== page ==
Knowing when to exit a trade when in profit is one of the toughest objectives for every trader.
Today we are going to look at seven profit taking strategies to help boost your trading and hopefully, secure more pips.
Let’s jump straight into them.
The most basic of all trading strategies revolve around moving averages. Since indicators were created, the moving average is one of the most frequently used methods for getting in and out of the market.
Using moving averages for your exits has the advantage of simplicity. And, if you like exits that don’t require a lot of your time, the moving average exit ranks up there as one of the best.
Moving average exits are best used in trending markets.
5 and 20 period simple moving average crossover exit.
As you can see in the chart above, Bitcoin was trending powerfully during the incredible bull run of late 2017.
The 5 and 20 period moving average exit is as simple as it gets. You wait for the 5 period (blue line) to cross below the 20 period (maroon line) to signal your exit.
As you can see from the chart above, it would have provided an incredible run on Bitcoin, allowing you an excellent opportunity for profit.
The chart above shows a consolidation period on Bitcoin when this style of exit gets ‘choppy’. This means you are getting exit signals more frequently as there is no trend in place.
And, if you are using the same signal to enter the trade, then you would be getting chopped in and out, resulting in a series of small losses and breakeven trades.
ATR stands for Average True Range. The ATR exit takes into account the volatility of the instrument you are trading at the time.
When FX pairs are volatile, it makes sense that you need to give your exit more room to move.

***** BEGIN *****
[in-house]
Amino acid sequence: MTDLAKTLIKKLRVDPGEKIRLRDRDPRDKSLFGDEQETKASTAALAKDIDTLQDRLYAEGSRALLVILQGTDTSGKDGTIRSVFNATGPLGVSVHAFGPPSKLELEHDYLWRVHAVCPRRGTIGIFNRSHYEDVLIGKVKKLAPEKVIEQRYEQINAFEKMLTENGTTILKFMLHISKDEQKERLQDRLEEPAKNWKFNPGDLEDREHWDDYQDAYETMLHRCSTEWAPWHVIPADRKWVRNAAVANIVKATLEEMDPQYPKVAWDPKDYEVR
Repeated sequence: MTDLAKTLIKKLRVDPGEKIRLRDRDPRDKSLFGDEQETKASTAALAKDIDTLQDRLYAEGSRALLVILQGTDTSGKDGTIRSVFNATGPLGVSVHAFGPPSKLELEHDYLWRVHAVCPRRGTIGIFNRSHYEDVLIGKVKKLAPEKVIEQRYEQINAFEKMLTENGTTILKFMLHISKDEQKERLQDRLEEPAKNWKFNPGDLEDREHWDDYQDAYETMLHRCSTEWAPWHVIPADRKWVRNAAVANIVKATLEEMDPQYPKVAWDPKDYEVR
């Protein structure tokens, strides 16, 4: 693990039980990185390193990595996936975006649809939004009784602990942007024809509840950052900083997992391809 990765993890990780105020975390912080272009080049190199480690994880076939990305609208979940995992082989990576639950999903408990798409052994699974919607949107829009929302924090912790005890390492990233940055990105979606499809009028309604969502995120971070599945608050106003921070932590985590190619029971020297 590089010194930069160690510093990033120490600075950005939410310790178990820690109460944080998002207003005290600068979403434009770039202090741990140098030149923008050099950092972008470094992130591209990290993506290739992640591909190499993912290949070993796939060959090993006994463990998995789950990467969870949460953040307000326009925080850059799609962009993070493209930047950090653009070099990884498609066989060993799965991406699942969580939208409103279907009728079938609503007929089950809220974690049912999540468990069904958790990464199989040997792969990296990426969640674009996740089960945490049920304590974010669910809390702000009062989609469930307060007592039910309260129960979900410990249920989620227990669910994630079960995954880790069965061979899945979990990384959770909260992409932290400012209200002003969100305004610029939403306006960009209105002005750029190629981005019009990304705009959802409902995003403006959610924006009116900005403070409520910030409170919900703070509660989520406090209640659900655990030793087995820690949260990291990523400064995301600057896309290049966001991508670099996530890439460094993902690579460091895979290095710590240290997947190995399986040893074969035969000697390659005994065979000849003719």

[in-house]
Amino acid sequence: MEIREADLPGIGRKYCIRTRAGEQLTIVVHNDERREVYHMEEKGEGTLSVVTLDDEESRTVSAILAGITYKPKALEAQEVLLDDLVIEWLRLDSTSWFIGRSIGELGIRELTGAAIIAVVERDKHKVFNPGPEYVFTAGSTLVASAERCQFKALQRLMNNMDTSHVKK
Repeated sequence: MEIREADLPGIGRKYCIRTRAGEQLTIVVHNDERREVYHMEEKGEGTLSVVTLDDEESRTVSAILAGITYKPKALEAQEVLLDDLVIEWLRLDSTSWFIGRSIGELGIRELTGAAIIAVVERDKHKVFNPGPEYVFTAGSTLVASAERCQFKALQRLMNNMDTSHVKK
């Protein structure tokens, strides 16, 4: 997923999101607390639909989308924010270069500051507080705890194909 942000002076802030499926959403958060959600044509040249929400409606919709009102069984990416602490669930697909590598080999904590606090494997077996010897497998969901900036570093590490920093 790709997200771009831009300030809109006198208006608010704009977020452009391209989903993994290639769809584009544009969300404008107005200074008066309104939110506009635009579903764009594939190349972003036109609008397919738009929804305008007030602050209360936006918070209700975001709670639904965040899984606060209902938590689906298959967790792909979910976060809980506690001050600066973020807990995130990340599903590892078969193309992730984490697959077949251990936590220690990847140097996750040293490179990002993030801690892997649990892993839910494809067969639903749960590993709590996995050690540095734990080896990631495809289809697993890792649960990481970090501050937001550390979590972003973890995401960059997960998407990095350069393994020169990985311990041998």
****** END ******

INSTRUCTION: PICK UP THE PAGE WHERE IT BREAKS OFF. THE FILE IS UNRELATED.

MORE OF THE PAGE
Conversely, when FX pairs are less volatile, a closer stop will work better, allowing you to give back less open profits.
A trend following ATR stop would set the exit at 2-3 times the daily ATR from the low of the day. So, if one ATR was 30pips, a 2ATR stop loss would trail behind the loss of the day by 60pips (2x 30 pips).
A short-term ATR stop would set the exit at around 1.5xATR from the low of the day.
As you can see in the chart of Gold above, the ATR from August 2018 until May 2019 has ranged from a high of nearly $15 range per day to a low of $7.28 per day.
This means at its peak volatility (during this time period), Gold was moving nearly $15 per day.
The main benefit of this exit is you use the ATR to dictate your exit, so you reduce your chances of getting a premature exit.
If you set your exit at say $10, then during times of high volatility, your chances of getting whipsawed out of your trade will increase dramatically.
The beauty of this exit is that the ATR is calculated automatically for you every day, and you can use that information to adjust your exits accordingly.
Another exit you can use is to set a profit target based on support and resistance lines.
If you notice an FX pair, index or commodity that is range bound, you might like to take advantage of the movement by buying weakness at the bottom of the range and selling strength at the top of the range.
The chart above highlights a range-bound period on the Eurodollar where the Euro continued to move in a 200pip range.